JEEP a Brand name?
dave at WILTON.NET
Fri Apr 25 20:08:44 UTC 2003
> >... it is exceedingly rare for a
> >truly "generic" word to become a trademark. In fact, it is
> my understanding
> >that federal law (since the 1940s) explicitly forbids it.
> This assumes the infallibility of the US Government among
> other things.
> "Thingamajig" is a US registered trademark, for example, from
> 1980 (generic
> use, 1828). "Skivvies" is (or was) a US trademark, from 1957
> (generic use,
> 1927, IN A SIMILAR APPLICATION).
> Maybe slang or colloquial terms tend to be ignored?
As far as I know (I'm not a lawyer, but as a software product manager I've
picked up quite a bit about intellectual property law), there isn't a "no
prior use" rule with trademarks as there is with patents. Trademarks do not
have to be original. They must, however, be "distinctive." This is defined
as being associated with a particular product or service, differentiating
that product from its competitors. And what is distinctive in one industry
may not be distinctive in another. Originality makes a trademark easier to
defend, but it's not a requirement. Everyday words can be trademarked, but
they're harder to defend--it's easier to prove a unique coinage is
An orchard, for example, could not trademark "Apple." It is not distinctive
in the world of fruit, describing a type of product not a particular one.
There was no problem, however, with a computer company trademarking "Apple."
This lack of distinctiveness is the problem with products like "Aspirin." If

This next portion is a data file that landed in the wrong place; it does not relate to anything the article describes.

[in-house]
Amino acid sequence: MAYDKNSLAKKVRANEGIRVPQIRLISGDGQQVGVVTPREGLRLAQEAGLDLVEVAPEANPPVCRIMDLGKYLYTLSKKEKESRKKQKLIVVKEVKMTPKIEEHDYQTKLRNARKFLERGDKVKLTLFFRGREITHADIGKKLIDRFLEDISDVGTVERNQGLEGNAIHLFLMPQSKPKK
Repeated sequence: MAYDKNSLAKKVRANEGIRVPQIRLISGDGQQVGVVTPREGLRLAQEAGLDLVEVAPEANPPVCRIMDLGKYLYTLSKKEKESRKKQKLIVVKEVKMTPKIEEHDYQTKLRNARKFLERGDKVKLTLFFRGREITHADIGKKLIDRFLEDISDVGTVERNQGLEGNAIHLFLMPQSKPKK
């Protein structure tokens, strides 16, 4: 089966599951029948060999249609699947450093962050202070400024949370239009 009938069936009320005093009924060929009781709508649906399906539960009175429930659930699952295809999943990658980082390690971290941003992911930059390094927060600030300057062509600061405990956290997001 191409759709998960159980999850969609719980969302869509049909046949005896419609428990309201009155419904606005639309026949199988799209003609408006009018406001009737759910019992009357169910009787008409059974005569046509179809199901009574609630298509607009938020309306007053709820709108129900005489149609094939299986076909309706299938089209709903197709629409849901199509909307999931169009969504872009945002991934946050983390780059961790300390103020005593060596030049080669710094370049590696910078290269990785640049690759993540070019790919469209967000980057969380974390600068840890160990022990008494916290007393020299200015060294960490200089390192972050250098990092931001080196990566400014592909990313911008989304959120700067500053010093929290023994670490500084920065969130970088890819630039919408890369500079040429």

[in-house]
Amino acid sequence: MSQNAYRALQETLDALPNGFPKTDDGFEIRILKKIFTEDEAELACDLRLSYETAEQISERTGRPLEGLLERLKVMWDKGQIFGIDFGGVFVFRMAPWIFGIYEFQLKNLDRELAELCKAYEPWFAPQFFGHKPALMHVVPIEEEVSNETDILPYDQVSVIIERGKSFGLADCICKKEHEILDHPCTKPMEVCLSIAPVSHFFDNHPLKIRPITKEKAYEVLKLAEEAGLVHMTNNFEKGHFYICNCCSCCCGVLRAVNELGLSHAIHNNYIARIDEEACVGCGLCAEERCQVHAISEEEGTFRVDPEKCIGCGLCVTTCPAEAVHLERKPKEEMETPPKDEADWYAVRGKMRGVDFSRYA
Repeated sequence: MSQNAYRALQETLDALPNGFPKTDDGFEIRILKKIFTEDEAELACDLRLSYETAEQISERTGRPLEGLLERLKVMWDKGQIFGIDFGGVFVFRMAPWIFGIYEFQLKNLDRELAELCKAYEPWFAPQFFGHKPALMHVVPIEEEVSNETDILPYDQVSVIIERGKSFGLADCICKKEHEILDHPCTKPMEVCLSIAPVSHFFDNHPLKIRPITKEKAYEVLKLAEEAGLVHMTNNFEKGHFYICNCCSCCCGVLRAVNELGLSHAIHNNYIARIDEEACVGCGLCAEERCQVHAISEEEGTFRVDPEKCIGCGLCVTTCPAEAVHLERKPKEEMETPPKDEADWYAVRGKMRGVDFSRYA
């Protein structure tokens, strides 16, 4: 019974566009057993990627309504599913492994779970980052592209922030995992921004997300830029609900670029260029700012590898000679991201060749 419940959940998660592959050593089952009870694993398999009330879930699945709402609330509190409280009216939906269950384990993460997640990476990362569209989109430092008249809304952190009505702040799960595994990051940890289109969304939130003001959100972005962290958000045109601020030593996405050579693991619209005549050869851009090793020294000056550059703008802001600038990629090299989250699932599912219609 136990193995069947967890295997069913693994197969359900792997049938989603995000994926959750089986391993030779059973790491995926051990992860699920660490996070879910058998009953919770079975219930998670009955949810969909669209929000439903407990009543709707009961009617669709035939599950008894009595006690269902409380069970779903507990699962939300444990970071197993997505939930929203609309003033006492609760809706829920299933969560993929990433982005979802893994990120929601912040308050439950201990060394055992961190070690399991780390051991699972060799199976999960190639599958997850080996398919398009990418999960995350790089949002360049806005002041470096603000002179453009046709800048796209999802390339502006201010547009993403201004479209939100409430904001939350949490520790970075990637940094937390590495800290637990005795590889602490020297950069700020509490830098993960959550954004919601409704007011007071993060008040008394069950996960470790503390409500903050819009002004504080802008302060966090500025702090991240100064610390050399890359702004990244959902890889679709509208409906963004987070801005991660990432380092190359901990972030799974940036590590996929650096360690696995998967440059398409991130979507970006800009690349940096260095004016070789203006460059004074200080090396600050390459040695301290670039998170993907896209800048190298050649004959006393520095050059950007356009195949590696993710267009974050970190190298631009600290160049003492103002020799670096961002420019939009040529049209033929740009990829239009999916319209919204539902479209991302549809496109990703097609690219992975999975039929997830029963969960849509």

a product is too successful (catastrophic success?), it's name may become
associated with the product in general, instead of the brand, therefore
losing its distinctiveness. It's the loss of distinctiveness that is key,
not simply widespread use of the word.
So, there is no problem with an automobile company trademarking "Jeep," so
long as no competing company manufactured vehicles known as jeeps. At the
time the trademark was established, there was only one manufacturer
(Willys?) who made a vehicle known as a "jeep." If you said "jeep" in the
context of automobiles, everyone knew you were talking about the light
trucks made by Willys and made famous by the US Army in WWII. Therefore it
was distinctive. Whether it remains distinctive in the future is something
Also, it's relatively easy to get a trademark registered. Surviving a court
case challenging it is something else. "Thingamajig" may be registered, it
might not have a hope in hell of surviving a challenge though--or it might
if its application were narrow enough (IIRC, the trademark is for a candy
bar, and that may be sufficiently limited to prevent other candymakers from
using it as a product name).
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